Recently, the Utah Wildlife Board proposed a hunting season for crows. While they are not particularly tasty and are known for their intelligence, crows have often been blamed by farmers for agricultural losses via crop damage—crows have to eat, after all—and so, next September, crows may be fair game for anyone itchy to shoot something.
Critics argue that the crows do not constitute a significant threat to agriculture and, in Utah, are not as prolific as they are back east. And some are concerned that most people can’t differentiate between crows and their larger cousins, the raven. It worries me too.
While a shooting season on crows seems misguided and wrong, I particularly resent the possible assault on ravens. The truth is, ravens get no respect. Wherever they fly, they’re ignored or misidentified. Everyone wants to see an eagle. Nobody cares if they see a raven. It’s always been like this…
One warm summer night, many years ago, I was a seasonal ranger at Arches National Park, collecting fees at the Devils Garden campground. We went site to site in those days, actually talking to the campers, and while it was a thankless job in some ways, (“We already paid at the gate…You mean we have to pay again?), there were some advantages to this kind of direct contact. On this particular evening, a woman from L.A. was about to invite me back for a Hibachi dinner, when I was called away by the gentleman in an adjoining site.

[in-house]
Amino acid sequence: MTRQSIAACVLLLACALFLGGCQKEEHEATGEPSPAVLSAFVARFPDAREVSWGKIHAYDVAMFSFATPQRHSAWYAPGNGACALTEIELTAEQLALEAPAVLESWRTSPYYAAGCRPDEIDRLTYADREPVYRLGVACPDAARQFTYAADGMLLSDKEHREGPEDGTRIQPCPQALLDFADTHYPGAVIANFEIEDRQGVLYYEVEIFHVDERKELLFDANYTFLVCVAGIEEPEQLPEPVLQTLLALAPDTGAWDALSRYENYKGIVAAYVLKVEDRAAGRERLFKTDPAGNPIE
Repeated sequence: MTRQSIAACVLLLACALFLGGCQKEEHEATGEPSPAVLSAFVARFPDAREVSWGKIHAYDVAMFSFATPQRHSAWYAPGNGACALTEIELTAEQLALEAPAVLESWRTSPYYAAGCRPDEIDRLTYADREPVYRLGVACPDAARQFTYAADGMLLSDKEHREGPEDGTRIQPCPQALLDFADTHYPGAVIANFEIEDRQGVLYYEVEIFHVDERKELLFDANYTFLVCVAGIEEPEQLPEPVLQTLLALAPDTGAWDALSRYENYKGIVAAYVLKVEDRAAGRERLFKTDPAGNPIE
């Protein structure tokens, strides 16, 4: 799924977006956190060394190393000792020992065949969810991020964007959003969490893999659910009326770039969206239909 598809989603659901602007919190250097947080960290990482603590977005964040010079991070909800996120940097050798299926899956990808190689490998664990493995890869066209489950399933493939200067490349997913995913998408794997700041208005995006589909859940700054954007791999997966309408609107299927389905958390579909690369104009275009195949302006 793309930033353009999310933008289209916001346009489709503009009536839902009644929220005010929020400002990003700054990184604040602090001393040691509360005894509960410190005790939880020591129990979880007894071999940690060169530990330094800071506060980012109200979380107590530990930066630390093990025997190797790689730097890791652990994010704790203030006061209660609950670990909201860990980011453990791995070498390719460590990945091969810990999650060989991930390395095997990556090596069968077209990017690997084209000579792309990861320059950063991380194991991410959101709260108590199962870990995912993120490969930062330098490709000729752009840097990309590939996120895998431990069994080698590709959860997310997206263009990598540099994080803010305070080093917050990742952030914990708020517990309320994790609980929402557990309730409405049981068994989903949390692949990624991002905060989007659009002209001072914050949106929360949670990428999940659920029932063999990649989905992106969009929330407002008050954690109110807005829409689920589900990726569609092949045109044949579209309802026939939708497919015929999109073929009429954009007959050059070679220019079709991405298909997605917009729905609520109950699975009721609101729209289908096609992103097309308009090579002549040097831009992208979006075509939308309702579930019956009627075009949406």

“Oh ranger,” I heard him call. “You’ve got to see this.” A pair of 7X50 binoculars bounced rhythmically off an ample abdomen as the camper from site 29 lumbered toward me.
“What seems to be the problem?” I asked. I always assumed there was a problem when tourists ran at me.
“No problem,” he explained. “But I think I just saw an eagle flying over there by that big arch.”
“No kidding,” I said. “Can you still see it?”
“Well, actually the wife spotted it first…Mother! Can you point out that eagle to the ranger?”
She left her dishes and joined us by the road. “Let me see…give me the binoculars, Gil…Yes! There it is!”
High above Skyline Arch I could see the dark soaring outline of the winged figure. It was a magnificent bird alright, but it wasn’t an eagle.
That’s not an eagle, ma’m,” I said. “That’s a raven.”
“What? Give me those field glasses, Mother.” Gil was not convinced, but the binoculars gave him a sharper and closer view.
“Damn, mother…it’s just a big crow.”
“Now just a minute,” I said indignantly. “It’s not just a crow, and it’s not just a raven. It is one of the most intelligent, graceful, and fascinating birds you will ever hope to see. If I could come back to this life as any creature on Earth, I would return as a raven.”
Gil and Mother failed to be moved by my passionate defense of the raven. “That’s fine ranger…real interesting…Honey, do you need any help with the dishes?”